February 19, 1997
Yes, I visited Interplay while I was on the West Coast. Marathon six-hour negotiating session with the programmer who is now in charge of the FALLOUT project. Clearly all the original problems could be resolved; I made a lot of concessions because I want to save the project. The GURPS implementation they've created is *worth* saving. But their decision won't be made by the programmers. All I can say is "wait and see."

March 14, 1997
Interplay Update
I just got a phone call from my contact at Interplay, telling me that they were indeed dropping the GURPS system from the project which has been going forward as GURPS Fallout since 1994. Sigh.

The stated reason was that they were "too far along" with the process of deGURPSizing the game. I asked if I could get any of this in writing. He laughed. But he said he'd talk with others there and "see" if he could send me a letter.

Briosafreak December 7th, 2006 16:19

Bill that's one side of the story. If you talk to the guys that were there at the time they will explain that for months Steve expressed concerns about the content of the game, not just the implementation of the mechanics, something they didn't like and I can see why. When he made clear one day that he could redraw from the game completely there was a meeting at Interplay, where they assigned a couple of members from the team to see if at that point it was still possible to create a system that could work in the game without breaking everything that was already made.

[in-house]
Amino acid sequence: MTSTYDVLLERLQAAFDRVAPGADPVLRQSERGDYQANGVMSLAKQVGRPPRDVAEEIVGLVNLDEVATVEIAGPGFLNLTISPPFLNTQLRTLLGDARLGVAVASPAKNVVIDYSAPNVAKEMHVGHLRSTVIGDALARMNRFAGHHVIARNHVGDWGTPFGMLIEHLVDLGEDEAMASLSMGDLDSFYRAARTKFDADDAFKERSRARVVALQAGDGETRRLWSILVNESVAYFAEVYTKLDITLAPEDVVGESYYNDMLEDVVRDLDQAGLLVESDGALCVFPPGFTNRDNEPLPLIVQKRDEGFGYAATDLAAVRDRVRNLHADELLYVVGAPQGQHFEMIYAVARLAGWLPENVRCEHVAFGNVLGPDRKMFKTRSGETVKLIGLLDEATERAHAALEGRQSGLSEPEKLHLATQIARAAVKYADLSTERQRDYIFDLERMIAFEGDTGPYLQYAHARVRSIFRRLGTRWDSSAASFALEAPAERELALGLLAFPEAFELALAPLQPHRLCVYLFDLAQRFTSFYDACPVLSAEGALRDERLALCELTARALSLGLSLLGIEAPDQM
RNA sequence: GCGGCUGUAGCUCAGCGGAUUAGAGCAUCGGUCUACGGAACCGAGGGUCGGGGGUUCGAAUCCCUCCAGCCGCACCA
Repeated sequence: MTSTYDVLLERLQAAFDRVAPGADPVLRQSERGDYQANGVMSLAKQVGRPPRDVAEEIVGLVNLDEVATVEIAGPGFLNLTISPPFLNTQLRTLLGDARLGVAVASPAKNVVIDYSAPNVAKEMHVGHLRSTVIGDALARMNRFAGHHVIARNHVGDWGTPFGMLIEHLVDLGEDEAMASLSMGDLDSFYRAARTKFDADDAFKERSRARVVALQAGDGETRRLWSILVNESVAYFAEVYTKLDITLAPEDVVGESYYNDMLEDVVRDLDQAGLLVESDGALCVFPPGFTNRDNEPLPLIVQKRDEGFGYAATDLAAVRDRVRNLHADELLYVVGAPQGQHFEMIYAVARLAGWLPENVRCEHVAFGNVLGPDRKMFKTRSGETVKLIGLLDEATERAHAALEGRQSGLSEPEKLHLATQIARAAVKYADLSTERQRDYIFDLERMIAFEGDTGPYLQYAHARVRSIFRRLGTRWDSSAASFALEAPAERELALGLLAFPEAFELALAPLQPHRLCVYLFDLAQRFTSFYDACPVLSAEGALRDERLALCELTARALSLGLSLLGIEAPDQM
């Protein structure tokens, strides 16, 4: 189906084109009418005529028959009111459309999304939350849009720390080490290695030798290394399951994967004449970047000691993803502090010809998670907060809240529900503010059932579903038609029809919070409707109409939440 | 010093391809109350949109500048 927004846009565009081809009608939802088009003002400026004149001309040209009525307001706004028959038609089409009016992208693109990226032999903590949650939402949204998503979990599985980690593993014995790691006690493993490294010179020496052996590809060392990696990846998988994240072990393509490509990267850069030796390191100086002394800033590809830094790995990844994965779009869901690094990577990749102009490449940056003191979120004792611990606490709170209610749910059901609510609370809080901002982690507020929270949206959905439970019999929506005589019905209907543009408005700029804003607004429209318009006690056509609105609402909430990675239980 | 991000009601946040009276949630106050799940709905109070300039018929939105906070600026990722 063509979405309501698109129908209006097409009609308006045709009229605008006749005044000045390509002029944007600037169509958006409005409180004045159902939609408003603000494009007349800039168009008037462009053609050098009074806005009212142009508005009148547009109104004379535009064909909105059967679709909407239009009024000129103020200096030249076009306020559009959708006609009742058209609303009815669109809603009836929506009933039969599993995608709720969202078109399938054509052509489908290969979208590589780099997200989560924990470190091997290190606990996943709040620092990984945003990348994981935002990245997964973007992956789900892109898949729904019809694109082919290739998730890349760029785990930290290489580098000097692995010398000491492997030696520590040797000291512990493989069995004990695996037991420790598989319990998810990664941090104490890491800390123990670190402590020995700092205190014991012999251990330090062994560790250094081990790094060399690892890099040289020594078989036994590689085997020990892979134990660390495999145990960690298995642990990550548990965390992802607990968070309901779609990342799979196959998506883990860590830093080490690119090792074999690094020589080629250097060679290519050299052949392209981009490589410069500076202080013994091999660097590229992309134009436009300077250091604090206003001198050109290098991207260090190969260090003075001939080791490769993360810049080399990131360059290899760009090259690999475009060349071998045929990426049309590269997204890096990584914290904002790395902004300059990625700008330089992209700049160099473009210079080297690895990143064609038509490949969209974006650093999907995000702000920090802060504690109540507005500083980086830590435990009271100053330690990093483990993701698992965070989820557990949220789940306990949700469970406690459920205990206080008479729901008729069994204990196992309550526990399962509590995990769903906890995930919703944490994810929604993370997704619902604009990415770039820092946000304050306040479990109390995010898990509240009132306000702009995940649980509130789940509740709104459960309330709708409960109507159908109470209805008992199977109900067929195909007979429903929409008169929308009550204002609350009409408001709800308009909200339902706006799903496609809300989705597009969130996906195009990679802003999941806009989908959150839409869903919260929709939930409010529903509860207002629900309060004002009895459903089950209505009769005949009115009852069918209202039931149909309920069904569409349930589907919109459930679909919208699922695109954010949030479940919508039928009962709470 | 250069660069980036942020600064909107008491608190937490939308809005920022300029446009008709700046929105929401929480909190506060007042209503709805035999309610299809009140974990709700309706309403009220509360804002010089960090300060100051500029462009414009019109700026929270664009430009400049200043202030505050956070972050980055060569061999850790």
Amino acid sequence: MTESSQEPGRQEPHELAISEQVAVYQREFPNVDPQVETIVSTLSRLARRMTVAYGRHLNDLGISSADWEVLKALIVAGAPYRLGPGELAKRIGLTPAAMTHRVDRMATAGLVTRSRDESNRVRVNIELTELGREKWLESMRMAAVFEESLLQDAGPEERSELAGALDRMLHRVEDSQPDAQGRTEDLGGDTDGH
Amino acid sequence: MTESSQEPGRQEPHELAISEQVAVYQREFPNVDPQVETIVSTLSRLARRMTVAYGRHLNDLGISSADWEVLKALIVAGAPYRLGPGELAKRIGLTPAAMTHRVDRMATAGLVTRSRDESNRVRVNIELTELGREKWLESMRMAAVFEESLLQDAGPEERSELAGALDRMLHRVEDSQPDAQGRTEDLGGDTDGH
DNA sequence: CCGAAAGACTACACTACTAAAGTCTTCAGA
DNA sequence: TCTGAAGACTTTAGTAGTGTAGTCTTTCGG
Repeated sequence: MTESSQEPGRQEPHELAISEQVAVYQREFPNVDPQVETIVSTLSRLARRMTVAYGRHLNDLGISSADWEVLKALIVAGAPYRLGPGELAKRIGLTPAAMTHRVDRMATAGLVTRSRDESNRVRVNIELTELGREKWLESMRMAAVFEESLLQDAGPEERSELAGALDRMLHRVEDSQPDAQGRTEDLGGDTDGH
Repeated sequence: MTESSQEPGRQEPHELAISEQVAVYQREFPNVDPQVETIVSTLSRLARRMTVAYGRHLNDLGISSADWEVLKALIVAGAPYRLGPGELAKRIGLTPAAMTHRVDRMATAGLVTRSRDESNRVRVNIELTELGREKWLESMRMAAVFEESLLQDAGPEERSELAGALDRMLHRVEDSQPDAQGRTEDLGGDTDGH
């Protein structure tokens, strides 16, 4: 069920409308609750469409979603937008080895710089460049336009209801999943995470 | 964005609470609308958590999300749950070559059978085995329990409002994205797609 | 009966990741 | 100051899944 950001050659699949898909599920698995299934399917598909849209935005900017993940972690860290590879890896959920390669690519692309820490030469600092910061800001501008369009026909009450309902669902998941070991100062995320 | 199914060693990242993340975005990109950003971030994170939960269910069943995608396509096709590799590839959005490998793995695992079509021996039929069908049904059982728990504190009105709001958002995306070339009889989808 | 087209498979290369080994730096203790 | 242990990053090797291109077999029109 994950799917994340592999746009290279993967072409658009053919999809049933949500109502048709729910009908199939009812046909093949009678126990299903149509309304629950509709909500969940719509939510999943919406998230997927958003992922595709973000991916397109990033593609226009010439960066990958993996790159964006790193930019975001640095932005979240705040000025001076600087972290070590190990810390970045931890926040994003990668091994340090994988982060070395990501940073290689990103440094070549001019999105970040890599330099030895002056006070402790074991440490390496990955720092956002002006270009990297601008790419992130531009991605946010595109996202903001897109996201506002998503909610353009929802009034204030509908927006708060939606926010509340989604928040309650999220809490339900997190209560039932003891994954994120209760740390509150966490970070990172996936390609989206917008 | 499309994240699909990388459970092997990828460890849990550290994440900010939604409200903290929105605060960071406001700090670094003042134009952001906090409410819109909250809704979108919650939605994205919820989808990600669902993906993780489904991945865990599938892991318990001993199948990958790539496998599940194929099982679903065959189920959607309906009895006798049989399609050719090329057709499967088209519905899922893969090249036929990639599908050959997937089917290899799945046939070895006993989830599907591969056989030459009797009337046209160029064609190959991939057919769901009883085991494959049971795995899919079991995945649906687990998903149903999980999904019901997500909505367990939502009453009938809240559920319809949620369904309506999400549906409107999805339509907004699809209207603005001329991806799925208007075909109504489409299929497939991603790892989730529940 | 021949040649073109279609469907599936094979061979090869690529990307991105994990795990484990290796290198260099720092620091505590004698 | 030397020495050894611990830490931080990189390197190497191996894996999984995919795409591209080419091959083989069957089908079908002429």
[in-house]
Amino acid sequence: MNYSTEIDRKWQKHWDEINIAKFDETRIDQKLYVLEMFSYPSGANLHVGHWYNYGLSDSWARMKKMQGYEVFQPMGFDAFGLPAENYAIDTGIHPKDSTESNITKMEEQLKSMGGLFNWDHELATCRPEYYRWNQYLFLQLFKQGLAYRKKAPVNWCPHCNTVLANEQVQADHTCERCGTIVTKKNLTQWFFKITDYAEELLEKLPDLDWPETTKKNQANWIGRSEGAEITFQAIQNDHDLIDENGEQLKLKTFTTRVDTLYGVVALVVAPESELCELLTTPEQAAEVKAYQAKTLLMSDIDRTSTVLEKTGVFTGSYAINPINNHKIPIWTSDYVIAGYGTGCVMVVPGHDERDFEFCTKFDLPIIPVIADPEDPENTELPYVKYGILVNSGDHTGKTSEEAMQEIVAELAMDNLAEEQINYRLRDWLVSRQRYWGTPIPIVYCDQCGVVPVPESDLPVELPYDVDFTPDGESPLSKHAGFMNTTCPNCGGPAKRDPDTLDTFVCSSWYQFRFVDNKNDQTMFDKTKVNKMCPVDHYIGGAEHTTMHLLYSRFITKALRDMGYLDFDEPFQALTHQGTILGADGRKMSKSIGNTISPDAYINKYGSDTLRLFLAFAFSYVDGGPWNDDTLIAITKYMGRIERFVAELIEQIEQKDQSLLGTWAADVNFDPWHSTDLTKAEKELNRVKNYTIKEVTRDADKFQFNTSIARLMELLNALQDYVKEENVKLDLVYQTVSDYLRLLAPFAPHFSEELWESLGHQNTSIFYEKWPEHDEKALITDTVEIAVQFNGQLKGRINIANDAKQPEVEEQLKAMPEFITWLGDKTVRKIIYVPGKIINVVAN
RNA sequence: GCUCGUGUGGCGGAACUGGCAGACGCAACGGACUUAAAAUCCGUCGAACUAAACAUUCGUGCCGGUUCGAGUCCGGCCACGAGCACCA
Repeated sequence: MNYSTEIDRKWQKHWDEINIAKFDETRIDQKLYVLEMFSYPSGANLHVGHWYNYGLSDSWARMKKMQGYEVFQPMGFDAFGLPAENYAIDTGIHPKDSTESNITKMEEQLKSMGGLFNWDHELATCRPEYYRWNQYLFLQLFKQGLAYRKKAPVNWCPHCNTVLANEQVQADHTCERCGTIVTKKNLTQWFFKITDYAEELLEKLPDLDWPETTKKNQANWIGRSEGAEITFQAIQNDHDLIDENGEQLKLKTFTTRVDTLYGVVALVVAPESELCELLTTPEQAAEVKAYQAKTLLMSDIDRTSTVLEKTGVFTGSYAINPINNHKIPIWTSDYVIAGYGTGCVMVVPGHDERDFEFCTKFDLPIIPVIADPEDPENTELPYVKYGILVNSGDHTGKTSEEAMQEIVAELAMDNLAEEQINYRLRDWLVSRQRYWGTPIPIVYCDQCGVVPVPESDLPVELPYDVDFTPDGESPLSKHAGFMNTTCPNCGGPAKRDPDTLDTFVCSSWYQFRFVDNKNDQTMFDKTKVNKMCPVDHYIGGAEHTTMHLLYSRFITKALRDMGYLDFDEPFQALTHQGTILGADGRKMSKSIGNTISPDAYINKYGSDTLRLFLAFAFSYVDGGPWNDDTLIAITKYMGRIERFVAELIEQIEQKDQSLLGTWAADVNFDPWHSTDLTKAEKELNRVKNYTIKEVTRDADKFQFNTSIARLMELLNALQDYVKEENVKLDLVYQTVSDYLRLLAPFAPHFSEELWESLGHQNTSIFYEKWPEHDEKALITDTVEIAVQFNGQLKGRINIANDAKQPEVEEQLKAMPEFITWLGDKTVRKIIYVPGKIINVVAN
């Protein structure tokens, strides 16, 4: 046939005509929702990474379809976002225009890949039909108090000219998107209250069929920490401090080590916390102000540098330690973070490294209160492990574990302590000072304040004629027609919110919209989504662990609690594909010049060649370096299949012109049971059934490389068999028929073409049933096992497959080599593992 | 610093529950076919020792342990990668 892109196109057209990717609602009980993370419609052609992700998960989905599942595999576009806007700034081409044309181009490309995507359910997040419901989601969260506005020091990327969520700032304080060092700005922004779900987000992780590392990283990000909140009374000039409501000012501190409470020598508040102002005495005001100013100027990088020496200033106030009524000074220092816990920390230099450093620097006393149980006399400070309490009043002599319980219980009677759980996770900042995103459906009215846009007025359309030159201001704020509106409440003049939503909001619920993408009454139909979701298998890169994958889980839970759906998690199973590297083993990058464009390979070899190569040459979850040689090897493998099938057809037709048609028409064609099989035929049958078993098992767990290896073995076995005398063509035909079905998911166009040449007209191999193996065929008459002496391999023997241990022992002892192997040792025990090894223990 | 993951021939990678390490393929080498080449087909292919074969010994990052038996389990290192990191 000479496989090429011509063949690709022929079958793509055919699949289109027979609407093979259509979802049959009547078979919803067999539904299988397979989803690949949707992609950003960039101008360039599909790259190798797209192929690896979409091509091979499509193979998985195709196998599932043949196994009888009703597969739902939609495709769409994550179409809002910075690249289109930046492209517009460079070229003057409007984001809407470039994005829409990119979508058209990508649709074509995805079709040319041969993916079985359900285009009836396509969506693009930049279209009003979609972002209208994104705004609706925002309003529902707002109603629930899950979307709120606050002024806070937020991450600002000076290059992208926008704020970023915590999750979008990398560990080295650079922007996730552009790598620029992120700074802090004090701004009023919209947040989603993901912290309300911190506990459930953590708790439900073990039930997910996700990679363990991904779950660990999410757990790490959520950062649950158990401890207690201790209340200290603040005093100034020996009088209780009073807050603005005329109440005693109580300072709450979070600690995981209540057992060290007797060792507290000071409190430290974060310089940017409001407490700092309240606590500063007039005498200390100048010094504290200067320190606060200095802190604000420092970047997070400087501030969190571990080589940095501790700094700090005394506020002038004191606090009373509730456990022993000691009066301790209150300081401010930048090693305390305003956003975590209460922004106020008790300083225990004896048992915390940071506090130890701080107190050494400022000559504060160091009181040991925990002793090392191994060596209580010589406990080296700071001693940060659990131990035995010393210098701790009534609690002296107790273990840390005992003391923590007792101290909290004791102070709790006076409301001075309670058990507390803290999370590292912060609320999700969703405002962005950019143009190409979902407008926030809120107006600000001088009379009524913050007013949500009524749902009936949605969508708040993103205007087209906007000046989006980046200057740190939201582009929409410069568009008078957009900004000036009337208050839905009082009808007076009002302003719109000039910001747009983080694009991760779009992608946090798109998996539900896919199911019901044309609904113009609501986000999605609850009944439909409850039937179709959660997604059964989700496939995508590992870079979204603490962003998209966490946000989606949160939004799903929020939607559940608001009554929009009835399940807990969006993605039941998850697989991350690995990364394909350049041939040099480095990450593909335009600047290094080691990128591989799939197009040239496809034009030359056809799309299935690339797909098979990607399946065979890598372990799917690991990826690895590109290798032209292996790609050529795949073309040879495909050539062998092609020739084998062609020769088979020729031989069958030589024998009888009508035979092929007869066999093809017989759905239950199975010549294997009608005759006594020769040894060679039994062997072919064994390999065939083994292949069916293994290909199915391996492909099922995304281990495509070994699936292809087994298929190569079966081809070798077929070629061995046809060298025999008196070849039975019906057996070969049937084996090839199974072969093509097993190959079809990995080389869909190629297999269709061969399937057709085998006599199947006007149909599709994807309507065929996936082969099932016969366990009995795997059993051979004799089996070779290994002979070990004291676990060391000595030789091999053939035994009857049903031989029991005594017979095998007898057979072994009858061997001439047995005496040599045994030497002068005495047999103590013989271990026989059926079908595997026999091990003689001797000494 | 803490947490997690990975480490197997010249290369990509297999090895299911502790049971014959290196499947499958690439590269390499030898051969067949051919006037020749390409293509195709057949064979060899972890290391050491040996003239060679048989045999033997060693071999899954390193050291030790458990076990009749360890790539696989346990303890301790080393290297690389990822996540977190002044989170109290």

Since we are talking about a small team at the time where everyone helped out (Fallout was considered a B game inside Interplay, an oddity that Fargo allowed to be made as long as they would create the game with a low budget and without spending too much resources) , and comprised of many P&P and tabletop games fanatics, it wasn't difficult to create SPECIAL in a record time.

Of course Fargo saw the opportunity to get on with the game without Steve's doubts (and temper) hanging around their heads, and took it, that way he could save on royalties. Of course Steve didn't saw that coming, but it was his fault in the first place, when he tried to remedy the situation it was too late.

In the end fargo got a surprise hit made below budget and got the royalties for himself, leaving everyone happy at Interplay and Steve quite surprised to what had happened.

In the end that was one of the last good moves that Interplay made, but that's another story…

This is the original GURPS Fallout website
http://www.nma-fallout.com/content.php?page=fo-gurps

txa1265 December 7th, 2006 16:51

Interesting article … I missed out on the Fallouts until just a few years ago!

screeg December 7th, 2006 17:18

It's official: Fallout is now the Beatles for CRPG's. Does a week go by when someone doesn't get teary eyed and rehash everything -in a retrospective no less- that was great (and that's everything) about this game?

abbaon December 7th, 2006 17:42

Quote:

Originally Posted by screeg (Post 11471)